Botswana to launch health hub with support of Swiss NGO

The new hub will share research findings with the entire Sub-Saharan African region and beyond. Copyright: Flickr/ Jeff Williams/ HelpAge International 2011

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[GABORONE] Health research in Botswana has received a boost, with the forging of a new partnership between health and innovation organisations in Botswana and Switzerland.

The Botswana Innovation Hub (BIH), a government-owned innovation centre, and the Geneva-based Council on Health Research for Development (COHRED), signed a memorandum of understanding (MoU) on 23 August to promote health research and development.

The MoU sets out that the two organisations will work together towards the development of an HIV/AIDS centre of expertise at the Gabarone hub.

Director of Cluster Development at the BIH, Budzani Tacheba, said that through its wide range of support services, the HIV/AIDS centre would have a positive impact on ordinary Botswanans, both directly and indirectly.

The HIV prevalence rate for 15–49 year olds in Botswana is 24.8 per cent. In Sub-Saharan Africa as a whole, there were an estimated 22.5 million [20.9 million–24.2 million] people living with HIV resided in 2009, representing 68 per cent of the global HIV burden.

The new partnership will also mobilise funds for research and innovation, and work to plug health research and development gaps — such as in biotechnology — through both virtual and actual engagement platforms.

Tacheba told SciDev.Net: "BIH has a mandate for establishing and managing a science and technology park in Gaborone, as well as for promoting research and development that is commercially viable and will have an impact on the country’s [future] economic diversification and job creation efforts".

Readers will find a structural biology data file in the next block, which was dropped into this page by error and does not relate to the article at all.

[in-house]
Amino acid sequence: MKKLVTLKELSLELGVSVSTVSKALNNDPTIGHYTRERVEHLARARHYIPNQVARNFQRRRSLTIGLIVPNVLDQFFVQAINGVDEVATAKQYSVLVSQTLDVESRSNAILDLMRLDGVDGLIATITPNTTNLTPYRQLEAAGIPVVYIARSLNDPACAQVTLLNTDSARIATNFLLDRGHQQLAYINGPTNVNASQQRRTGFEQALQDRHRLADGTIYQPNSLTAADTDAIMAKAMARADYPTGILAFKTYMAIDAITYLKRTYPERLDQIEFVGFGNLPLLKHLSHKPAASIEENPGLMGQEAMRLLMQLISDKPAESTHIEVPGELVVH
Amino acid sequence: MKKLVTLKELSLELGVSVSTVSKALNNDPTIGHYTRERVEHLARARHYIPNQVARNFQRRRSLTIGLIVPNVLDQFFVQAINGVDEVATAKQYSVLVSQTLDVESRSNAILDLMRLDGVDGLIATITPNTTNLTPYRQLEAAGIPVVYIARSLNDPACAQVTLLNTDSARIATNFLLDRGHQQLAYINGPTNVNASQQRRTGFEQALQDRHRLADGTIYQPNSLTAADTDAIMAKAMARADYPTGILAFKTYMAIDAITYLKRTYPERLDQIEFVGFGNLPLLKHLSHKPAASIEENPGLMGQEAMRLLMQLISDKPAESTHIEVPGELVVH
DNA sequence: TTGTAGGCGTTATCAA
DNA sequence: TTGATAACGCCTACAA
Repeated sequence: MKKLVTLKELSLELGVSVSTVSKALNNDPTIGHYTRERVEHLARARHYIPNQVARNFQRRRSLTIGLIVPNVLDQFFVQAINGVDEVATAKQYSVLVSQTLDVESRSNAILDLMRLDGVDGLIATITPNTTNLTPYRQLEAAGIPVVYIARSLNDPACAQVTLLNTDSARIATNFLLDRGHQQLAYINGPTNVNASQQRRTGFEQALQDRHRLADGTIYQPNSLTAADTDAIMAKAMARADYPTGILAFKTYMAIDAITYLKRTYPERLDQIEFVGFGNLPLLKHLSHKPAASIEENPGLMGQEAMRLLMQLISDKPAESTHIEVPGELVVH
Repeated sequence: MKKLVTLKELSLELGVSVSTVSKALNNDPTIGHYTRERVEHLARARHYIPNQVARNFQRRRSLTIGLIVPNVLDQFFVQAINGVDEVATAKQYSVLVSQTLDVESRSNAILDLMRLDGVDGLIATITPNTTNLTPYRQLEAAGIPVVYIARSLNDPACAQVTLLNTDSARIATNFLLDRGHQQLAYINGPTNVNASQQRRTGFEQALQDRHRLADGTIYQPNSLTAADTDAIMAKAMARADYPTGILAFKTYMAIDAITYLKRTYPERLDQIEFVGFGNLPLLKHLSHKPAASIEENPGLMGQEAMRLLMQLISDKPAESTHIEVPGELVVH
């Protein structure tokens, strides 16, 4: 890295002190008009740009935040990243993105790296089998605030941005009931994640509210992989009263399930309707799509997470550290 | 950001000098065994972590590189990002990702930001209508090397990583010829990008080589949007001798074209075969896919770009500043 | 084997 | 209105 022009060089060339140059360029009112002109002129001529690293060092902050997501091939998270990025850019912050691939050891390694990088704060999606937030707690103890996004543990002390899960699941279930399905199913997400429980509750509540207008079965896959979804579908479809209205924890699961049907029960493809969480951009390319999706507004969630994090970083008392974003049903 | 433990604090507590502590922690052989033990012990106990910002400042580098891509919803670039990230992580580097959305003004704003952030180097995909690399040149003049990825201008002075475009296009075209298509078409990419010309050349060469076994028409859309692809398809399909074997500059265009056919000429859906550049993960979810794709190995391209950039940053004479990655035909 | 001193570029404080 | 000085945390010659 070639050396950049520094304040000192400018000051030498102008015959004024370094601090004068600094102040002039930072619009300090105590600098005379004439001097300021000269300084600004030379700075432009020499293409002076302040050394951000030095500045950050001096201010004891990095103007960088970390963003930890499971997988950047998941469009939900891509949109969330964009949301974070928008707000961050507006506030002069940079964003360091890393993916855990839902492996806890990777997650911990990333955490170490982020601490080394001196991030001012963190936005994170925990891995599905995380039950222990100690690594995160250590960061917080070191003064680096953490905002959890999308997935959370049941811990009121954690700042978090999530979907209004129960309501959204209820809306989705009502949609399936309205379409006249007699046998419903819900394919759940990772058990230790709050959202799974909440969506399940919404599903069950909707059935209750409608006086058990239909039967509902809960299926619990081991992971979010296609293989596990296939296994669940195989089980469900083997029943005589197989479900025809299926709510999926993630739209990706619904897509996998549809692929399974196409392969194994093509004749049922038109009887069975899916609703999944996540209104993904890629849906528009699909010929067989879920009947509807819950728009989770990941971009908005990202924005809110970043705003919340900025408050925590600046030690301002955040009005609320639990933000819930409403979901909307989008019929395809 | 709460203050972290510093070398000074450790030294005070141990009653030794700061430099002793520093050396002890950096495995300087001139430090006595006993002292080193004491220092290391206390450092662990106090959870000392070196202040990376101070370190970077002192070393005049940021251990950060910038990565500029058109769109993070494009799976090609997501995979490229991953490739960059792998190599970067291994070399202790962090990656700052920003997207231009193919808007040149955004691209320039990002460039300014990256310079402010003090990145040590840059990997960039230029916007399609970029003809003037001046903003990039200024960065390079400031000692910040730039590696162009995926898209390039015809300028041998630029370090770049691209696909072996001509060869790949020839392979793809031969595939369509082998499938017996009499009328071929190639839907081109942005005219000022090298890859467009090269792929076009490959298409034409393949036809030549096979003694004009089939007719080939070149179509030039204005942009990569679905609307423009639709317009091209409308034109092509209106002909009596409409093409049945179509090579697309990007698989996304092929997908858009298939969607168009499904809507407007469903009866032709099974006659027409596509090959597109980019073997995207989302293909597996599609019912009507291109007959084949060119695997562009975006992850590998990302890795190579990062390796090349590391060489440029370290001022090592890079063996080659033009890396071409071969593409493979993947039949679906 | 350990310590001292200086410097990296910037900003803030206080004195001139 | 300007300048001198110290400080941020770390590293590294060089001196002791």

The science park project is under development with budgets already committed from the government but future developments will include private public partnerships towards achieving infrastructure. 

International collaborations will also be a key focus: "The centre will coordinate a number of international networks comprised of researchers and funders," said Tacheba.

Carel IJsselmuiden, COHRED’s executive director, said that BIH will tap into COHRED’s expertise, "by using COHRED’s information management system […] to develop a comprehensive national database for research and innovation on health in Botswana."

This will have a positive socio-economic impact on communities, he said, by providing access to information and resources. 

But Tachema highlighted that currently the MoU has no specific funding contractual engagements, merely identifying areas for collaboration, such as capacity building and training in the health sector.

Both organizations have not set aside funds under the MoU but funding shall be committed by both parties towards programs implementation and application for further resources elsewhere.

Shingu Phillips-Malikongwa, director of communications and advocacy at the Botswana-based African Comprehensive HIV/AIDS Partnerships (ACHAP), said the MoU would help turn Botswana into a strong HIV/AIDS centre for Sub-Saharan Africa, and that research outcomes from the initiative will be shared with other countries in the region.

However, she pointed out that funding could be a serious challenge, as there were no clear indications of where funding will originate from.

The BIH was conceived in 2008 but became operational in April 2012 with construction of the project office completed. Other constructions will begin in December.

This article has been produced by our Sub-Saharan Africa news desk.